It’s odd that Hatch’s blatant, seemingly blind support for Kavanaugh doesn’t disqualify him from being on the committee considering his appointment. It’s especially worrisome in light of a David Brock tweet claiming that it was Hatch’s staff who selectively leaked part of the FBI investigation into Hill’s claims about Thomas to him. It would not be surprising to hear that Brock is experiencing deja vu these days, harkening back to the days when he was determined to help make Hill appear “a little bit nutty and a little bit slutty” by printing “virtually every derogatory and often contradictory allegation” he heard about her. Contradictory claims are making a comeback, it seems: Kavanaugh’s defenders have mounted a wild array of excuses for the man. Sometimes it’s that he wasn’t at the party; other times that there never was a party. Or he was at the party but the incident didn’t happen; or it happened but it doesn’t matter because it was a long time ago and apparently teenage boys categorically sexually assault their female peers and that’s acceptable. Or something happened but it was “rough horse play.”
Hill herself penned an op-ed in the New York Times this week, writing that “the public expects better from our government than we got in 1991.” But will we get it? She doesn’t sound so sure: “That the Senate Judiciary Committee still lacks a protocol for vetting sexual harassment and assault claims that surface during a confirmation hearing suggests that the committee has learned little from the Thomas hearing, much less the more recent #MeToo movement.”
It’s fair to wonder why Republicans wouldn’t want to just pick a new nominee. Ford’s accusation is, after all, not the only problem that has come up during the judge’s hearings. He is accused of lying under oath not only this year, but also in 2004 and 2006. The thing he was allegedly lied about: allegedly stolen documents. (A former staffer for Sen. Hatch now claims that Kavanaugh “knew nothing of the source” of the documents he was provided.) It’s also unclear whether he was truthful about his involvement in the vetting of a judicial nominee whom he recommended for the seat. He may have also lied about his involvement with the appeals court nomination of a lawyer who helped develop the Bush-era interrogation torture policies, and another judge who suggested a reduction of the sentence of a man who helped to burn a cross in front of a mixed-race couple’s home. He may have even lied about his knowledge of the interrogation torture policies themselves (according to Sen. Richard Durbin, to whom Kavanaugh professed his ignorance of the Bush administration’s detention and torture policies during his nomination to the D.C. Circuit court, “…[Kavanaugh] had to know he was misleading me and the committee and the people who were following this controversial nomination”).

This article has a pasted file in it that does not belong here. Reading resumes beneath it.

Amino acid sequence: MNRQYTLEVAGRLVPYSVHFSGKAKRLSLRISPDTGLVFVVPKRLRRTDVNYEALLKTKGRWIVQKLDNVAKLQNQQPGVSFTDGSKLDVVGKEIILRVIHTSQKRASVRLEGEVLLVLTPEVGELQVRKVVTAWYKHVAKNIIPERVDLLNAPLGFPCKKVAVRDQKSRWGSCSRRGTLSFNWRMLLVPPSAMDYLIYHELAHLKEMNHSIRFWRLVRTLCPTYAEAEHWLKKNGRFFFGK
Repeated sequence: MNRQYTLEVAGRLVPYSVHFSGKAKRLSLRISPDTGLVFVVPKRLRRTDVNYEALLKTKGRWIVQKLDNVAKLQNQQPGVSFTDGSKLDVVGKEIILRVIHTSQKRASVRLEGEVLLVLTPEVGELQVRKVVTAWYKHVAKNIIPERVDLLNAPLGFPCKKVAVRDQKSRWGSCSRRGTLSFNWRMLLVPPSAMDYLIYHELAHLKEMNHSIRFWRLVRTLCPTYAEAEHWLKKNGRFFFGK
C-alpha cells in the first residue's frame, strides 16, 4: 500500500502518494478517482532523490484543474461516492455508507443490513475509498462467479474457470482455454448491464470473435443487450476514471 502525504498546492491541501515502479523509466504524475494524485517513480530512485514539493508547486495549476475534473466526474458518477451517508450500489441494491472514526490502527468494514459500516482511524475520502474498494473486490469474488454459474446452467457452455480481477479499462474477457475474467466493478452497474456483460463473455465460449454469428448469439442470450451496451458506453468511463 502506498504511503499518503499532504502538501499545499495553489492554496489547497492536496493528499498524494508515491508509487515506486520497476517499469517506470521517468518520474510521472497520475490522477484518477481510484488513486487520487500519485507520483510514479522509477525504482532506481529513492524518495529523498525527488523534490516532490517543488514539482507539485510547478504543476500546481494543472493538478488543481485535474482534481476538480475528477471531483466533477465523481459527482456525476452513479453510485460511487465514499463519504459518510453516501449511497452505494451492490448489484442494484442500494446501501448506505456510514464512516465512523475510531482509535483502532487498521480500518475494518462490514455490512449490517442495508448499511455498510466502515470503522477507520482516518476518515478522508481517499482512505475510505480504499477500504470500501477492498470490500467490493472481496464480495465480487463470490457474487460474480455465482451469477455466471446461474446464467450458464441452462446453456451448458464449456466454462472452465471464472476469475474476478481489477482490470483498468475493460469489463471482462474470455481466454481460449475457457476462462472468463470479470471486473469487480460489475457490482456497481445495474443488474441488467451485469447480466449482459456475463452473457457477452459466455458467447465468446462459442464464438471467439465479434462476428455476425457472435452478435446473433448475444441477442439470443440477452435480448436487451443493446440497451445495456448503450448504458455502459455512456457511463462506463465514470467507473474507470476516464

While legal scholars say Kavanaugh’s actions likely don’t meet the very high bar for perjury, it’s hardly commendable to give someone who apparently struggles to tell the truth under oath — or fully understand the documents he is given or the actions of people he promotes — a lifetime appointment to the nation’s highest court. There are more than 3,000 federal judges in this country. Is it really not possible for Republicans to find one who has not, willfully or otherwise, said untrue things under oath? The Supreme Court is, after all, the highest court in the land. Wouldn’t it be reasonable, then, to hold the people we put on it to the highest standards?
Moreover, is being the party who insisted on putting not just one, but two men accused of sexual misconduct on the Supreme Court really how the GOP wants to define itself?
Apparently, it is. POLITICO quoted a lawyer “close to the White House” insisting Kavanaugh’s nomination would never be withdrawn. “No way,” the lawyer reportedly said. “If anything, it’s the opposite.” Apparently, the White House is concerned that “if somebody can be brought down by accusations like this, then you, me, every man certainly should be worried.”
This is perhaps not a surprising view from a White House that stands behind a president caught bragging on tape that he doesn’t wait before forcing himself on women because “when you’re a star, they let you do it… Grab ’em by the pussy. You can do anything.” A president accused of sexual assault by at least 22 women. A president who defended his White House staff secretary after claims of the man’s history of intimate partner violence — which the White House knew about for months — was exposed. Or who said, of child predation allegations against Republican senate candidate Roy Moore, “forty years is a long time.” Or who defended Roger Ailes, Bill O’Reilly, Corey Lewandowski and so on. In effect, an endorsement from the Trump White House doesn’t do much to dispel the idea that his chosen nominee may have committed sexual predation.
If anything, it’s the opposite.